How to create a strong relationship with your boss
In your career, there is only one other person aside from yourself who can make or break you – your boss! If you have any plans at all to move forward in your professional life, you must nurture a harmonious, effective relationship with your superior. This kind of relationship is imperative as it will serve as a gateway for you to advance in whatever your profession may be. So how do you create a strong relationship with your boss? For starters, take to heart the following tips:
1) Take care of the basics.
This might be too obvious, but a lot of people neglect the basics in their eagerness to gain approval in other ways. As a result, they earn a few points for their miscellaneous achievements and get a lot of demerits for not delivering the most fundamental of tasks. So what are the most basic things expected of you? For starters, you should always be on time (or early) for work. This sends the message that you can be trusted and relied upon. A habitual latecomer, on the other hand, will accomplish nothing but the disapproval of his co-workers and the management. You definitely do not want that to happen. Otherwise, you can forget about nurturing a strong relationship with your boss.
2) Be knowledgeable about your manager’s communication style.
A strong relationship isn’t possible without effective communication. As early as the first few days on the job, you should be able to determine what method of communication your boss prefers. If you aren’t too sure, it’s best if you ask him outright. Does he think emails suffice? Does he want to get updates through mobile phone? Or does he prefer to communicate in person? The answers to these will get you started on figuring out your manager’s preferred communication methods. Also, try to observe your boss closely to determine what style he favors when communicating. Does he sit back and listen to you passively? Does he fire one question after the other while you’re in the middle of talking? Does he only want the essential details or does he expect the full account? Once you’re familiar with how your boss communicates, you’ll be able to relate to him appropriately.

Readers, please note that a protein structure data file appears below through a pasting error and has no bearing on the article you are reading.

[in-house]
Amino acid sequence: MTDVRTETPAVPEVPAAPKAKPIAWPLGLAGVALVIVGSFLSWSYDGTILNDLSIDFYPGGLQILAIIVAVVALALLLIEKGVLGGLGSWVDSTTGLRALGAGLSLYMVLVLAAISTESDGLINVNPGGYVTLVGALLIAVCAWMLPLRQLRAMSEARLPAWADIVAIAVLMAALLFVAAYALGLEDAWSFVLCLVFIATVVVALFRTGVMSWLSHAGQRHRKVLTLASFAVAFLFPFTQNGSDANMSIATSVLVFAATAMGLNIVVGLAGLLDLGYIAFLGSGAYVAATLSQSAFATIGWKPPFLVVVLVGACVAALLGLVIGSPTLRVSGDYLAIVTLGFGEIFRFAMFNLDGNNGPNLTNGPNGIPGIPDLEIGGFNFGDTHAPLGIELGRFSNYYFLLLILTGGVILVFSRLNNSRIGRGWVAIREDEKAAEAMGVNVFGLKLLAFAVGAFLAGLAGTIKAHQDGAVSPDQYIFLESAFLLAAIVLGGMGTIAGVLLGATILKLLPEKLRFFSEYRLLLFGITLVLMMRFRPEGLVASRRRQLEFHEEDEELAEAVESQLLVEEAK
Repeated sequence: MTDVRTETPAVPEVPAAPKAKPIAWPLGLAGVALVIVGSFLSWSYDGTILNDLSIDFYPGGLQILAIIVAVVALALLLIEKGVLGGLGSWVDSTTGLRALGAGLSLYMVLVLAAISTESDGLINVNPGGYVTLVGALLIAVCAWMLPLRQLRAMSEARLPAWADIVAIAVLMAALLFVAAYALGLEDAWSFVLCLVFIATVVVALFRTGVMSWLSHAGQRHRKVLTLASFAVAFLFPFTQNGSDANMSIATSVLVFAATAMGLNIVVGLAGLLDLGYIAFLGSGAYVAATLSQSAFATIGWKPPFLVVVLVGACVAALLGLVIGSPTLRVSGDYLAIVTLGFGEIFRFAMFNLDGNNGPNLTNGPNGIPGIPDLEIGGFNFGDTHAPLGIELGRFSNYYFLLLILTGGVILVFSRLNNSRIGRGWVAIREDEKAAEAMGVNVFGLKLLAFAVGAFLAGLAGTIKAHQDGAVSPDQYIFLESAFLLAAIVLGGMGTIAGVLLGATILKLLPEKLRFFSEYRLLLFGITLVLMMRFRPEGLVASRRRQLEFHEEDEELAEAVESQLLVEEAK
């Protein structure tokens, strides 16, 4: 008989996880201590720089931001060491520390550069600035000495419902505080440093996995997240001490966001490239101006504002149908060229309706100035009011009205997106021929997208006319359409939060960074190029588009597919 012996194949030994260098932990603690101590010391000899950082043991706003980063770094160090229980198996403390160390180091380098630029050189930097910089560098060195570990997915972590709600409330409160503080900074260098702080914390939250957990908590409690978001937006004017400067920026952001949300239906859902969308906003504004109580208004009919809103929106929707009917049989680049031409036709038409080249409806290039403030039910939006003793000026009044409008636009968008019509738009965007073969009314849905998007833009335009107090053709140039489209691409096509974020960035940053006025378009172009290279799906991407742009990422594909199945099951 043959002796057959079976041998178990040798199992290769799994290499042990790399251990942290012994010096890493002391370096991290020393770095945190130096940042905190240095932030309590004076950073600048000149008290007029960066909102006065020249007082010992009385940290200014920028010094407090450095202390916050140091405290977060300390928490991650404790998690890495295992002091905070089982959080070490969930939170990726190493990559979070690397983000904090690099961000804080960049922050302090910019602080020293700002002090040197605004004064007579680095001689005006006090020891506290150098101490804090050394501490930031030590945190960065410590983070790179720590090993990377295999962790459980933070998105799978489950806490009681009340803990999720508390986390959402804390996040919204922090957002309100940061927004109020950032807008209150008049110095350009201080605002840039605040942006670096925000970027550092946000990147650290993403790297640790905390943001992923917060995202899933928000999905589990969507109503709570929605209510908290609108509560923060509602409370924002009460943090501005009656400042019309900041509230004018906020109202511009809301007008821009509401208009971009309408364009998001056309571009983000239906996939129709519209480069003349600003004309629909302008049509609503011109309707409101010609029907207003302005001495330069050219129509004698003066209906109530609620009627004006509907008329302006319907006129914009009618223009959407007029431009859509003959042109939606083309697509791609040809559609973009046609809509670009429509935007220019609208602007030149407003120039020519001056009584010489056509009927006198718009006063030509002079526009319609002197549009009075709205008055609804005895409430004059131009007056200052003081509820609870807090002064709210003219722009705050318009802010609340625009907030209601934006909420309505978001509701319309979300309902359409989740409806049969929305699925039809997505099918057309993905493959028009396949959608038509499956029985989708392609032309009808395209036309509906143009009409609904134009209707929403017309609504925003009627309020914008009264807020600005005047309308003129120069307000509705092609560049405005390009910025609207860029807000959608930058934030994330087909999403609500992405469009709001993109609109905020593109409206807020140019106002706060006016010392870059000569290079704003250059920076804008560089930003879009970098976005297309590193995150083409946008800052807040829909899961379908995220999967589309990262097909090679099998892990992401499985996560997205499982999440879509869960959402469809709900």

3) Exceed expectations.
Don’t expect any accolades if you get your job done. That is, after all, what you’re paid to do. Accomplishing your responsibilities and duties doesn’t make you a cut above the rest because everyone’s also aiming to perform his own share of obligations. However, your boss will certainly appreciate it if you go beyond what’s expected of you. Don’t just do your job; go above and beyond it. Volunteer to take on projects. Show your initiative by coming up with better ways to get things done. Things like these will show your boss that you’re a proactive employee who doesn’t limit his efforts to just his job description. Going the extra mile will go a long way towards strengthening your ties with the upper management.
4) Keep your goals in line with your boss’ and the company’s.